Does anyone know some links / books / anything you can think of, that describe the process of building a little home cluster (when I say home, it doesn't necessarily mean for keeping at home - just means it's relatively cheap and small) for experimental purposes, with a special emphasis on what hardware would be adequate today, and some kind of cost analysis ?

Although, if someone here's done it, I'd appreciate all the experience you can share.

  • 2
    What kind of cluster? SQL Cluster? Web farm? Render farm? These are important details when spec'ing hardware.
    – tsilb
    Aug 16, 2009 at 8:34
  • 1
    Numerical calculation; CFD (not to go into much detail) - parallelizing fortran code.
    – Rook
    Aug 16, 2009 at 15:16

7 Answers 7


Helmer comes to mind. :)

  • 1
    OK, that's a really neat page, and makes my poor departed DeCeleron 4node cluster seem insignificant.
    – Bill B
    Aug 16, 2009 at 14:43
  • Great page ! Love the IKEA cabinet :) (maybe not the best solution, but cute nevertheless)
    – Rook
    Aug 16, 2009 at 15:37
  • To explain, this is a CPU based render farm. It is 6 Intel Quad Core machines put into a filing cabinet from IKEA (product name is Helmer). Apparently the cabinet has holes made in it (not by IKEA) on the back that allows the mounting of a PSU and FAN in 6 spots.
    – dlamblin
    Aug 17, 2009 at 0:17

There have been a couple of Ikea clusters featured on Hack A Day:


Check out the books Beowulf Cluster Computing by Thomas Sterling (one for Linux & one for Windows). They tell you all you need to know about using MPI to get your nodes to talk to one another.

A friend & I built a cluster of 8 boxes using some really crappy hardware and ran Windows XP on them. These were like Pentium I - 90 MHz boxes. Well below the specs required for Windows, but it ran fine. We also ran SQL Server 2000 on them (also well below the recommended specs) and did some black-scholes modeling of stock option pricing on them.

It's difficult to recommend what kind of hardware would be adequate without knowing what you want to do with your cluster. But the bottom line is that you can build a cluster of most anything.

  • Wouldn't you believe it, I ordered exactly that title yesterday! Now waiting for it to arrive :) Pentium 90 - wow, that is old. How did it ran, smooth or with glitches ? Could you give a comparison with some modern equivalent ? That btw is actually a pretty good idea for what I'm trying to do, since that kind of hardware can nowadays be gotten practically free (dead cheap anyway). I'm trying to build it for the purpose of parallelizing some code, so I'm experimenting at the same time with the code, and the hardware part. It is a learning experiment to see how it will go.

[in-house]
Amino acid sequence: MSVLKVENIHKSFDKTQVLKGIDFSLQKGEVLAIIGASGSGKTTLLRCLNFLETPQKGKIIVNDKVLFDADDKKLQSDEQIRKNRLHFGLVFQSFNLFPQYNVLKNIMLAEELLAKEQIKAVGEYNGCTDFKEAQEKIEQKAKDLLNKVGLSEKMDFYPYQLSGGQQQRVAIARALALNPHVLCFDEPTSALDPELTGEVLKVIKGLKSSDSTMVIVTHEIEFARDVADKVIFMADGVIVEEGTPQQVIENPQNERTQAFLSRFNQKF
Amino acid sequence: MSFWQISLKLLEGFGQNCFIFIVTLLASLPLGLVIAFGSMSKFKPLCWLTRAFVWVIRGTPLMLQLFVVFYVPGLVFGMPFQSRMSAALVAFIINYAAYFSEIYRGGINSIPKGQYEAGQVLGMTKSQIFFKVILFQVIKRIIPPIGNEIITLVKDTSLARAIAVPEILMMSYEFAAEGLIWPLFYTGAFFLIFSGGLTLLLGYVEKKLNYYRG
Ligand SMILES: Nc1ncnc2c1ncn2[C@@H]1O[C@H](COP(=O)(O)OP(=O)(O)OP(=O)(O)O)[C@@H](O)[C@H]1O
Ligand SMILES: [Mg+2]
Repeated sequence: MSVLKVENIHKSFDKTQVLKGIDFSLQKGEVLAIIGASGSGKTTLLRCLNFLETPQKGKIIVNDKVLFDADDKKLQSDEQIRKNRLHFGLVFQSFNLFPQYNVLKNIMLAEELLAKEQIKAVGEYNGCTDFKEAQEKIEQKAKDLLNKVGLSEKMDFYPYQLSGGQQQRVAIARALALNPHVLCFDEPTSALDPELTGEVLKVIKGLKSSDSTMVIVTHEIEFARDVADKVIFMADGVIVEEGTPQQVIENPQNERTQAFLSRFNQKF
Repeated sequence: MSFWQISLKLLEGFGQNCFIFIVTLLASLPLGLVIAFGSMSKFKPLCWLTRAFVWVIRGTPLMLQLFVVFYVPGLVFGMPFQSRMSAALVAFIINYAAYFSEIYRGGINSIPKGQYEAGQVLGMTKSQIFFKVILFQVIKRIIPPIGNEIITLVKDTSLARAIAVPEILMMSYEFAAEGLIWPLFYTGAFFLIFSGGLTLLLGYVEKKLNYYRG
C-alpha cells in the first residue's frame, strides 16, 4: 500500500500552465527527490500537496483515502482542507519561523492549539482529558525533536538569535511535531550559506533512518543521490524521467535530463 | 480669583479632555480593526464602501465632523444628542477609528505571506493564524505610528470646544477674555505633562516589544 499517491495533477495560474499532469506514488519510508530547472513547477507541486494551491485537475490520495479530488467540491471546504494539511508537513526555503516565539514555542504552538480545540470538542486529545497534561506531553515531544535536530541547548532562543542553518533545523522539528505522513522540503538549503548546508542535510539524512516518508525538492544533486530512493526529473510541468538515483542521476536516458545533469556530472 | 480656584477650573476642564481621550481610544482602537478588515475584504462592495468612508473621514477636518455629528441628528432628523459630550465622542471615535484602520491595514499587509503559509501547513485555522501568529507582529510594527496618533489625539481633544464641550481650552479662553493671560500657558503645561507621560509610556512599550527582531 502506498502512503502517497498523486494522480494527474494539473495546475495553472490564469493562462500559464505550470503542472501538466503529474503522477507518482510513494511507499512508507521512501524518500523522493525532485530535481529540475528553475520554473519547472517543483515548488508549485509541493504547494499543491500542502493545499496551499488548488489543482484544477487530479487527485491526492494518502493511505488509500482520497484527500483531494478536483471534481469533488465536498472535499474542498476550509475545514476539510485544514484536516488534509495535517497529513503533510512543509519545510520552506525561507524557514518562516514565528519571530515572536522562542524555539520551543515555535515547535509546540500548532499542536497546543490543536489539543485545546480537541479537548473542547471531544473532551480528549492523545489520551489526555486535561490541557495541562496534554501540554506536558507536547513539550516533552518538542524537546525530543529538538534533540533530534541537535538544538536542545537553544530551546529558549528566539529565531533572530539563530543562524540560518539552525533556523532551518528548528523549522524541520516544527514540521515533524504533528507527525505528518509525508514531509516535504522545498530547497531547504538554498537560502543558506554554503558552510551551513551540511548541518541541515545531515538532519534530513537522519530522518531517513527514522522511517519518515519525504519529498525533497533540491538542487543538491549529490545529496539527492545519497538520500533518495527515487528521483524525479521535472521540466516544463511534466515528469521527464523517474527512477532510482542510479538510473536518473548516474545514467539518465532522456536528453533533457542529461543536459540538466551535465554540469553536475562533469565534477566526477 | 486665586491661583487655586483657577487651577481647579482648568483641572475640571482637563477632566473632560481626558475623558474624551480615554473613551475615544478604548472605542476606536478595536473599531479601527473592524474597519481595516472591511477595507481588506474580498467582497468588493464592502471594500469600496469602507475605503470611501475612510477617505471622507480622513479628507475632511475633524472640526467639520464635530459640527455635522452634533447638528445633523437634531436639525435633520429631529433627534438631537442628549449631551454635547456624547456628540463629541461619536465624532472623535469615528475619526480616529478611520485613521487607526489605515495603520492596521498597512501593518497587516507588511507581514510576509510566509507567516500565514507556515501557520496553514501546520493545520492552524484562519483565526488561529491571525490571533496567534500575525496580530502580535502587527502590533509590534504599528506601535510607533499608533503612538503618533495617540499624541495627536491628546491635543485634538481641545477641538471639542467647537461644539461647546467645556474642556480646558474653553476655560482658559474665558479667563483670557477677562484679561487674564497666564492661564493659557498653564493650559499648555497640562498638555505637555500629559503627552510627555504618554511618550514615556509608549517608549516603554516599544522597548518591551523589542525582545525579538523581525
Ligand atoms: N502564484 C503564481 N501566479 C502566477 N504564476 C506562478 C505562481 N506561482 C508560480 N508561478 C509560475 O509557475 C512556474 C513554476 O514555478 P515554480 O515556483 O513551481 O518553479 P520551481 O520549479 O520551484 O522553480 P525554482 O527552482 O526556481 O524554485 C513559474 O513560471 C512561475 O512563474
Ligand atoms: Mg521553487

– Rook
    Aug 16, 2009 at 0:33
  • 1
    The cost of running such old hardware is steep, in terms of power/work; multiple 90MHz machines will use lots of electric to produce the work-equivalent of a more efficient single-machine. I'm interested in your project, but...be aware that it can be costly in interesting ways... =] Aug 16, 2009 at 0:42
  • performance was fine. it was a project for school, and our hardware was whatever the school had laying around. we also gave no concern to power issues, but ricebowl is absolutely correct. they were loud monsters. Aug 16, 2009 at 12:44
  • @ricebowl - At this point, that is not a problem. 90Mhz are a good idea since we got them laying around, so no cost there. Elec. is also not a problem, since the company pays it, power used by computers are negligeable there. At this point I'm learning the fundamentals, new hardware can always be gotten if needed.
    – Rook
    Aug 16, 2009 at 15:19
  • @Nathan DeWitt - loudness is also not an issue. I don't mind the sound (always seemed soothing to me), and nobody's around them anyway.